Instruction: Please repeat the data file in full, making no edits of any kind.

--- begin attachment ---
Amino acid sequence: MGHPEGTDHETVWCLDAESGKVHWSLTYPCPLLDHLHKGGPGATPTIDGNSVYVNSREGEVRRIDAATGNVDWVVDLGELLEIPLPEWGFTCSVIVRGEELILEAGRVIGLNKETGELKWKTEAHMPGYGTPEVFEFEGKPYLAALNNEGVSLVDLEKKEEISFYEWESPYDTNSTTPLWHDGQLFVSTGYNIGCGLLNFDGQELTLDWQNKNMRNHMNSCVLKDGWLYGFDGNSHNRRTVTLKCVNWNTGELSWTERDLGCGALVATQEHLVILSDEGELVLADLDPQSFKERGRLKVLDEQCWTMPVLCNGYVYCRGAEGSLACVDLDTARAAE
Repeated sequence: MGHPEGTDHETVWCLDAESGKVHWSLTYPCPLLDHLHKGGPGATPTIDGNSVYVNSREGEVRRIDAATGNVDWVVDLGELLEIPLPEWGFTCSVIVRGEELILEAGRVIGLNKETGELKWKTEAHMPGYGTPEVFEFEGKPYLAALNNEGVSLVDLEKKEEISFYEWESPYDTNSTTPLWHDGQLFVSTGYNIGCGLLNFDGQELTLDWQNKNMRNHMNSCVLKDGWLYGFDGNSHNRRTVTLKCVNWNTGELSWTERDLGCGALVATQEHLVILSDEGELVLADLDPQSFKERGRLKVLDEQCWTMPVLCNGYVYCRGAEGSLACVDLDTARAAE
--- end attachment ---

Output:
Amino acid sequence: MGHPEGTDHETVWCLDAESGKVHWSLTYPCPLLDHLHKGGPGATPTIDGNSVYVNSREGEVRRIDAATGNVDWVVDLGELLEIPLPEWGFTCSVIVRGEELILEAGRVIGLNKETGELKWKTEAHMPGYGTPEVFEFEGKPYLAALNNEGVSLVDLEKKEEISFYEWESPYDTNSTTPLWHDGQLFVSTGYNIGCGLLNFDGQELTLDWQNKNMRNHMNSCVLKDGWLYGFDGNSHNRRTVTLKCVNWNTGELSWTERDLGCGALVATQEHLVILSDEGELVLADLDPQSFKERGRLKVLDEQCWTMPVLCNGYVYCRGAEGSLACVDLDTARAAE
Repeated sequence: MGHPEGTDHETVWCLDAESGKVHWSLTYPCPLLDHLHKGGPGATPTIDGNSVYVNSREGEVRRIDAATGNVDWVVDLGELLEIPLPEWGFTCSVIVRGEELILEAGRVIGLNKETGELKWKTEAHMPGYGTPEVFEFEGKPYLAALNNEGVSLVDLEKKEEISFYEWESPYDTNSTTPLWHDGQLFVSTGYNIGCGLLNFDGQELTLDWQNKNMRNHMNSCVLKDGWLYGFDGNSHNRRTVTLKCVNWNTGELSWTERDLGCGALVATQEHLVILSDEGELVLADLDPQSFKERGRLKVLDEQCWTMPVLCNGYVYCRGAEGSLACVDLDTARAAE